Friday, August 21, 2009

Rear Wiper's Done!

I feel like bragging. It's stupid, juvenile but dammit it's mine and it makes me feel good, a feeling that has been absent all too frequently of late.

I fixed it. Me. With my own two hands, some luck, and my God given 290lb frame aided by leverage and penetrating oil.

Let me elaborate. Years ago a friend managed to burn out the rear wiper motor on my fiancee's 99 Subaru Legacy Outback. When we looked at parts it rapidly became apparent that the cost of a new motor was out of reach. Several hundred for the part, plus installation. Fast forward a year to the Auburn Pick n' Pull. I found several Subaru's with intact (hopefully working) rear wiper motors. I pulled one and took it home. Figured out how to get the assembly apart and then back together. I flicked the switch and all I got was "click", "click", "click" of the motor struggling to turn. I knew the motor was good, but something else was wrong.

I struggled with alignment, and bolts, and the like for a few days and finally gave up in frustration convinced I was missing some vital piece of information. I then purchased the manual for the car only to be told, by said manual, that the "replacement" for the motor was to replace the entire assembly. Great.

So I walked away for a few days, let things percolate. Then, I decided to remove the assembly from the tailgate and take it to a shop to be diagnosed. Maybe the techs at the dealer would be able to tell me what I was missing. So, I began to take the rear wiper assembly apart. First the cover, then the retaining nut, and arm. One universal constant began to emerge. Rust. It was everywhere, the entire assembly had set into a solid block of rust. I began to have a theory. What if it was not the assembly that was misaligned, what if it was simply rusted together! So, I removed the new motor and the gear and level inside of the assembly leaving only the small toothed gear that connected to the arm. I removed the locking nut and with pliers, luck, and a fair amount of penetrating oil I got the arm off the shaft. Then I stopped, I was staring at a 22mm nut and my biggest wrench was 19mm. So, after asking to local parts store for loaner tools, they had nothing that big, I got creative.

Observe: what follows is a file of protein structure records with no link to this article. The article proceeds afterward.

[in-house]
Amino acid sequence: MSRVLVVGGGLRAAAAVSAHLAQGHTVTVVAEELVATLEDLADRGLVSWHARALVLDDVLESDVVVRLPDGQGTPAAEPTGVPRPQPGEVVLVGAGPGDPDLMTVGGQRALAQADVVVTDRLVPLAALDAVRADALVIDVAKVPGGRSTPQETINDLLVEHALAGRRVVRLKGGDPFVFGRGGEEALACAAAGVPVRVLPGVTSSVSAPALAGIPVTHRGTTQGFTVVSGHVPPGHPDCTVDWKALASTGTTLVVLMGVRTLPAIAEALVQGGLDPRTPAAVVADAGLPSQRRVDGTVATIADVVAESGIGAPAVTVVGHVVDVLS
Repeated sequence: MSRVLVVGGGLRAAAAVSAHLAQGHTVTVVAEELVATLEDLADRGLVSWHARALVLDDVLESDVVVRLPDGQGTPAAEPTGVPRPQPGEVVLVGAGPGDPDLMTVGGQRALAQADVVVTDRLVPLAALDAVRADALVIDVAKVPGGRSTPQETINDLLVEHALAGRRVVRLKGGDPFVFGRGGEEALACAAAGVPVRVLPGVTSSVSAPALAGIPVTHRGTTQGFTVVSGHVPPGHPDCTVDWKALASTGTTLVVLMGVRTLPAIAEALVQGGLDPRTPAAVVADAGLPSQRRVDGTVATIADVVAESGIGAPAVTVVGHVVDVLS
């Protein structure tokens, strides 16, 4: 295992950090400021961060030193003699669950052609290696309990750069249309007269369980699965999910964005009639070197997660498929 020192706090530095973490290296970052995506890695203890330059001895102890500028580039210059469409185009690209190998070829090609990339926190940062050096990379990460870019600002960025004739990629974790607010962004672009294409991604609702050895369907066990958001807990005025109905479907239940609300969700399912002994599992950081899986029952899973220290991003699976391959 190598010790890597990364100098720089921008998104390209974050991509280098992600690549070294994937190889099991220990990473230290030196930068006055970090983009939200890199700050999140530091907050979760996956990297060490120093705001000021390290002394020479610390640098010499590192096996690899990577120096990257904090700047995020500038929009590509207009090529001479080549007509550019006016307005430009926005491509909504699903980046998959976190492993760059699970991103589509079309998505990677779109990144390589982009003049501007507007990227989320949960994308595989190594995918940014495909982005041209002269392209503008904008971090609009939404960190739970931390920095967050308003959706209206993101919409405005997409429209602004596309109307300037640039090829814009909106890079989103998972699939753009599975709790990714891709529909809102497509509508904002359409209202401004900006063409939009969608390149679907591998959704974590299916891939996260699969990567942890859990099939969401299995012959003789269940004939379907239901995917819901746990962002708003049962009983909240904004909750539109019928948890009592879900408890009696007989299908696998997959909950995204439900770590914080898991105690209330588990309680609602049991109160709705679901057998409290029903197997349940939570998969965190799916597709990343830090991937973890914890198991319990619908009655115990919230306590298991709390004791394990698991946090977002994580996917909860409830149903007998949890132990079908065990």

A big pair of pliers, even more penetrating oil, and some elbow grease later and the nut moved, just a bit, then a bit more, then freely. I checked inside the assembly and the little toothed gear moved as well. Victory!

I re-assembled the interior, put the arm back on, tightened the whole mess down, and hit the switch. it moved! In the wrong direction. I was wiping my license plate.

So, I turned the switch off, noting that the motor returned to the "start" position on it's own. I repositioned the arm thinking things were just mis-aligned. Tightened everything back down, and hit the switch again. Still wiping the license plate. Things were 180 degrees backwards. I was stumped. I knew I had put everything back right.

So, I walked away, wandered inside and lamented to The Missus that I was so close, but backwards. She looked up from her laptop and with the most flippant of tone said "Do you have the motor in backwards?" I stopped in my tracks, as if hit between the eyes.

It was really that simple.

Gotta love the woman.

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